Moving into a new year can be a daunting time for team leaders. In theory, it’s a time of renewed energy and purpose, but in practice, teams may be feeling sluggish from the holidays, or struggling to get back into the rhythm of work.
However, you can use this as an opportunity to connect with your team. We know that having regular conversations can improve engagement—check out this infographic of 8 types of conversations you should be having with your team to help get you started. Ask sincerely about their holidays, what goals they have for the new year, and how you can support them moving forward—all questions that can help strengthen your culture and align team members to organizational goals.
Here are three of our favorite recent episodes of The 21st Century Workplace podcast for helping team leaders improve engagement and culture.
Team leaders can easily fall into the trap of solving problems for their teams, instead of learning to coach team members to solve problems for themselves. The result is a disempowered team, who constantly defers to leadership instead of seeking out solutions on their own. Jonathan Raymond, author of Good Authority, calls this tendency being a “superman.” In this discussion, Raymond advocates being more like yoda—guiding and coaching without providing the solution—and less like superman, swooping in to save the day. A lot has been said about employee engagement, but Raymond focuses on manager engagement as the key to happy, productive, empowered teams.
When employees are engaged in their work, we know that great results follow. Dan Pontefract joined Chris to discuss his book The Purpose Effect, and who is ultimately responsible for engagement. We know that the two major factors for feeling connected to work are culture and purpose. The best thing you can do for your team is talk openly and frequently with them about how their role fits into organizational objectives and culture. Prioritizing purpose will help your team members find engagement in their roles, and empower them to take on more responsibility.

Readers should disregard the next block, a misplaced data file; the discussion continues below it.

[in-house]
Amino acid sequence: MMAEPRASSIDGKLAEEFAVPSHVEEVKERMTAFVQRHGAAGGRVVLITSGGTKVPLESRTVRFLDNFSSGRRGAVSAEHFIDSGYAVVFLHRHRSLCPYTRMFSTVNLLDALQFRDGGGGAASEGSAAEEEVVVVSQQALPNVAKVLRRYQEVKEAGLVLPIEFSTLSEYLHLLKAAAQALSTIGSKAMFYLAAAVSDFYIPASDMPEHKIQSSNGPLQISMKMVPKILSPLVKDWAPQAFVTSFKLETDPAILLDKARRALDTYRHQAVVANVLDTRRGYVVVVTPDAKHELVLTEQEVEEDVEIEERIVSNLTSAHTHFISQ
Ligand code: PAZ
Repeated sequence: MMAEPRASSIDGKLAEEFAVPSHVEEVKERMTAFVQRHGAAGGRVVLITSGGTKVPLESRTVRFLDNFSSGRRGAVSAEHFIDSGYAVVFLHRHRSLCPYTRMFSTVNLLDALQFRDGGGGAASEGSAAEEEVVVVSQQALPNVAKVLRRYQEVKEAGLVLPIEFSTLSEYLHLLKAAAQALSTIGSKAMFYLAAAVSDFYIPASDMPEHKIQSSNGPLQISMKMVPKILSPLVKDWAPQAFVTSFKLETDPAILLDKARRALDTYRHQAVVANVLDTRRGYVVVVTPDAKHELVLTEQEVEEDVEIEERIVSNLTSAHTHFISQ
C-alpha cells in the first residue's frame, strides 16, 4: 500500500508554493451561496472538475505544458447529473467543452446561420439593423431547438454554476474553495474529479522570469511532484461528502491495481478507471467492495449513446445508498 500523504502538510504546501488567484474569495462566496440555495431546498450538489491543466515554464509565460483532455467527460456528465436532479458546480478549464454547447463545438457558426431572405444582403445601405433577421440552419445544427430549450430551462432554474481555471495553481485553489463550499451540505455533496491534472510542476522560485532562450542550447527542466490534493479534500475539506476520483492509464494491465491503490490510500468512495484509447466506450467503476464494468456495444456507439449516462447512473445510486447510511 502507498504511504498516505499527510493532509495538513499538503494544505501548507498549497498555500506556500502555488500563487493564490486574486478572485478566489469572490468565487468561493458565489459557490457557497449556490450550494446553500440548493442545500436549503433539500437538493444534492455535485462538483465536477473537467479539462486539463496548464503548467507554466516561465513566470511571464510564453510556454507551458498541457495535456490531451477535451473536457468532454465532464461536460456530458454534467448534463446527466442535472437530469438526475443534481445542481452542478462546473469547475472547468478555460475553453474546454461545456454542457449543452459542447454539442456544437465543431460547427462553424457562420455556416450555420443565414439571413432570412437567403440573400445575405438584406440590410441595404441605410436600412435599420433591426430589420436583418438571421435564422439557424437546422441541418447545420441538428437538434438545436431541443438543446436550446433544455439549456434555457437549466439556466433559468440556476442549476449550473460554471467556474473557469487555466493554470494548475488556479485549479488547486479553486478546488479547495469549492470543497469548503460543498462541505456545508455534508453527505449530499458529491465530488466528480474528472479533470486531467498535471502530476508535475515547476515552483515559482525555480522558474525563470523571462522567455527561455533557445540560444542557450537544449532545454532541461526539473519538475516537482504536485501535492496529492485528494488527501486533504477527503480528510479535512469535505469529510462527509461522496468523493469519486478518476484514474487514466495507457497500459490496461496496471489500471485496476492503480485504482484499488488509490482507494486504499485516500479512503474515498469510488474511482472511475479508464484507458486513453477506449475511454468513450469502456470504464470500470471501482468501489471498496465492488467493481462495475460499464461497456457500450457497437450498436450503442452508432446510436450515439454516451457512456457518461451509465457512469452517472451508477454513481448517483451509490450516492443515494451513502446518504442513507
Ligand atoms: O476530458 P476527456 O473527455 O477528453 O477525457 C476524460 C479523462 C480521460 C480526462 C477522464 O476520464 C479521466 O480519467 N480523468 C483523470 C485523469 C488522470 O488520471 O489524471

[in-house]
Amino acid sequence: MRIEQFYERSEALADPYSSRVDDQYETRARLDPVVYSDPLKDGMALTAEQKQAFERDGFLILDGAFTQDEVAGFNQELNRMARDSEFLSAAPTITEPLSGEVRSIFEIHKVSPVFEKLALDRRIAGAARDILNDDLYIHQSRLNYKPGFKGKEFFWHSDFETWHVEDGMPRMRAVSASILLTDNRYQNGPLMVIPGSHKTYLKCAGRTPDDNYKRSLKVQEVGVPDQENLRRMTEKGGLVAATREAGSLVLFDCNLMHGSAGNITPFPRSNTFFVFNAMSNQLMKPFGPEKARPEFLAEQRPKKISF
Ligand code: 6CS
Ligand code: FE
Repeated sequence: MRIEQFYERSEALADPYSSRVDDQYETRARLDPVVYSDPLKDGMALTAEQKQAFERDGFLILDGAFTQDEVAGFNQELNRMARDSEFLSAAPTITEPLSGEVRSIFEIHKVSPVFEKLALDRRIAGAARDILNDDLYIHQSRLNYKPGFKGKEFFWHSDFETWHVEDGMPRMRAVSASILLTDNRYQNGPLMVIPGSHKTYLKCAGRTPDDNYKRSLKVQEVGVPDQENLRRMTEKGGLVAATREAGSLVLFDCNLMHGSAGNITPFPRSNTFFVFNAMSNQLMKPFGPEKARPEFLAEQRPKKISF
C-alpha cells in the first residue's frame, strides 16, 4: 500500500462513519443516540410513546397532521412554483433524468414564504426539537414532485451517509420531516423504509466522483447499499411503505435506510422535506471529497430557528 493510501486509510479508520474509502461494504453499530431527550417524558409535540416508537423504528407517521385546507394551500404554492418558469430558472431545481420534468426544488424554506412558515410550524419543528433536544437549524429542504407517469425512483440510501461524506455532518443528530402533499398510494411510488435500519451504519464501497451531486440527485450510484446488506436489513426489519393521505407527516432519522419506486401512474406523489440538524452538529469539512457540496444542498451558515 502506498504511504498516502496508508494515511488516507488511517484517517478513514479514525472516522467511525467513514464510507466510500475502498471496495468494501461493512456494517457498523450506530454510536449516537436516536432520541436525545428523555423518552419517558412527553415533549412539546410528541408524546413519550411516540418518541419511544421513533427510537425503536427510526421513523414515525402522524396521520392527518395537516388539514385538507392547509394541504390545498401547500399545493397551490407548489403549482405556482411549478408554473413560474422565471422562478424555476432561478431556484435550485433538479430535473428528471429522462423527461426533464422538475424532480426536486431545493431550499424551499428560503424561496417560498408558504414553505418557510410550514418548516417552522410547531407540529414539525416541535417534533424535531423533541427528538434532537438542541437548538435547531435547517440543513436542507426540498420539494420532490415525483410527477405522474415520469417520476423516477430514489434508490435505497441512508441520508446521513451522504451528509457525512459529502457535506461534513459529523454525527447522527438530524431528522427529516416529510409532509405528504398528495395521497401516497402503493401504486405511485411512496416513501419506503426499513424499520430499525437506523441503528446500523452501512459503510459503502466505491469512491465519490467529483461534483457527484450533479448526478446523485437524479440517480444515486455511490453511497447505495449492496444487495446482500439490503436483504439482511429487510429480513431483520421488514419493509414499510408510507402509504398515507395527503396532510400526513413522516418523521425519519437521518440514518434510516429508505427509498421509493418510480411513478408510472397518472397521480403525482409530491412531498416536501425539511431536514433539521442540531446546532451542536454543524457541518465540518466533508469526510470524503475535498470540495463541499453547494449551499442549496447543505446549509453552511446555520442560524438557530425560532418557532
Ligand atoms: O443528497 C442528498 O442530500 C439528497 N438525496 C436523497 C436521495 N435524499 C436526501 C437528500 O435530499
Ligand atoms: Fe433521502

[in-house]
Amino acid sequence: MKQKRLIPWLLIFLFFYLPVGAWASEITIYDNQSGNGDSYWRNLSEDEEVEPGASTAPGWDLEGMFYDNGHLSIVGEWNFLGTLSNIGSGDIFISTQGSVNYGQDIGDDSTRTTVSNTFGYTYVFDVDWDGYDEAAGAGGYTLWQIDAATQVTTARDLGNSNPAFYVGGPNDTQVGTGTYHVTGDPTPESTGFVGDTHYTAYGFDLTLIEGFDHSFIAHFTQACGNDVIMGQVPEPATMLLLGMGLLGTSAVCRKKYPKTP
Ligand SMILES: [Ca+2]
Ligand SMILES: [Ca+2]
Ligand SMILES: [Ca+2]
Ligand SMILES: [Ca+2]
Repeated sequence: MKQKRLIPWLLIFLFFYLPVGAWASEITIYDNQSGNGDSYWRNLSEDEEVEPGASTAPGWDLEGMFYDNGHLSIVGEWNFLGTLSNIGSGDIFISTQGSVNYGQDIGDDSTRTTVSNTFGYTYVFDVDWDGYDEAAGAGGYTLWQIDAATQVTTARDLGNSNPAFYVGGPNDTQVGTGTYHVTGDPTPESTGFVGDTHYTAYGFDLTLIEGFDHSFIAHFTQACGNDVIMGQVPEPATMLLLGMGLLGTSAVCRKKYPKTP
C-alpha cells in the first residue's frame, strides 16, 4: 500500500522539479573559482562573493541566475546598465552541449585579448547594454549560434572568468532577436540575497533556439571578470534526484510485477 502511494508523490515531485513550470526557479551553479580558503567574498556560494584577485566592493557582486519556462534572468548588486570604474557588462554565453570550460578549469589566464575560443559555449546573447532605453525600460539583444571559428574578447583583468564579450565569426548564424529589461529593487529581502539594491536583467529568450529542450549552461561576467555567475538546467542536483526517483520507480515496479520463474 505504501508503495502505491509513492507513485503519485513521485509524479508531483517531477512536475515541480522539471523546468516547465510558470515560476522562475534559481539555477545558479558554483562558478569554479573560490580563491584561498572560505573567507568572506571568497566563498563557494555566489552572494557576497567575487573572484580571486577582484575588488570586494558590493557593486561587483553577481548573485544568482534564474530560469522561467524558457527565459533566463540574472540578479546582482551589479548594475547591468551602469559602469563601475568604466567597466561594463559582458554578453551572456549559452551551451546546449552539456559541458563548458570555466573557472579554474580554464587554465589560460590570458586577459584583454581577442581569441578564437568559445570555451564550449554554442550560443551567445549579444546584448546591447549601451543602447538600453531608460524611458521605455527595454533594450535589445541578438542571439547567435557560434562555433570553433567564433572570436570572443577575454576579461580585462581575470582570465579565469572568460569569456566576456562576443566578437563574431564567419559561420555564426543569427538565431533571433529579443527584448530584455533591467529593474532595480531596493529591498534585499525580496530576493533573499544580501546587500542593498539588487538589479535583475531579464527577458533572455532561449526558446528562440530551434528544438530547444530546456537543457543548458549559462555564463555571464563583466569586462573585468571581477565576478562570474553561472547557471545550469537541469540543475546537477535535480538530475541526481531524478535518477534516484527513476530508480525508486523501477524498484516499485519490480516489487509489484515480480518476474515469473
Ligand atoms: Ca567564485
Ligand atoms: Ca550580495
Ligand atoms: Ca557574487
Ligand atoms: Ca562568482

I must admit that I have a soft spot for this episode of the podcast—it was the first I listened to when I learned I would be interviewing with Actionable, and it got me fired up to join a team that embraces the values of being humble, hungry, and smart. Patrick Lencioni discusses his book, The Ideal Team Player, and the need to make interviews meaningful conversations. If you are still approaching hiring with a rigid list of questions and little room for variation, it’s time to rethink your approach. Organizational culture should be apparent at every stage of the interview process, so that candidates can truly evaluate if they will be the right fit for the team.
As your team gears up for a productive new year, take the time to think about the best way to support them. Empower them by giving them the tools they need to solve their own problems, and have frequent conversations about how their role contributes to the overall purpose of the organization. And if your team will be expanding this year, think about revamping your hiring process to ensure that new team members are a perfect fit.